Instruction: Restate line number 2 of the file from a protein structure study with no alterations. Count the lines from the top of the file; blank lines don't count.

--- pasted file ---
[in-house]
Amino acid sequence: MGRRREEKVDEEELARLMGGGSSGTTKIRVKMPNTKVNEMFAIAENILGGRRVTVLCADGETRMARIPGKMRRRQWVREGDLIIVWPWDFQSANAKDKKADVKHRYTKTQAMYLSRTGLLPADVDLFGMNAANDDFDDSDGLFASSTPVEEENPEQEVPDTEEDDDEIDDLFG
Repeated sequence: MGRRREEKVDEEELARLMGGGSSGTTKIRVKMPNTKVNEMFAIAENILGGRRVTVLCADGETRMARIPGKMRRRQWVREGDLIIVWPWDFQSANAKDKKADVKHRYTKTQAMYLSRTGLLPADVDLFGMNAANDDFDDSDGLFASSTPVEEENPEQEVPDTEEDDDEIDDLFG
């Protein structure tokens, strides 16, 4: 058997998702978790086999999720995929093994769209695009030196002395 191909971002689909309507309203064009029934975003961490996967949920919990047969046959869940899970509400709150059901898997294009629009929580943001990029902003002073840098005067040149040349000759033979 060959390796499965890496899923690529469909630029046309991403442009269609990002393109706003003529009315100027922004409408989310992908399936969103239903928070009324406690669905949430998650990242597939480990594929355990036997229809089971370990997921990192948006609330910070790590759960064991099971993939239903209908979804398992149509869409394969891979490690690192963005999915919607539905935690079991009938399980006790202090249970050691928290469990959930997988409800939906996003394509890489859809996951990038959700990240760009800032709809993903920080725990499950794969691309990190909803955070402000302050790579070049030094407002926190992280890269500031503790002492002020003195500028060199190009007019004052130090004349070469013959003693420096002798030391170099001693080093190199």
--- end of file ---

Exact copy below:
Amino acid sequence: MGRRREEKVDEEELARLMGGGSSGTTKIRVKMPNTKVNEMFAIAENILGGRRVTVLCADGETRMARIPGKMRRRQWVREGDLIIVWPWDFQSANAKDKKADVKHRYTKTQAMYLSRTGLLPADVDLFGMNAANDDFDDSDGLFASSTPVEEENPEQEVPDTEEDDDEIDDLFG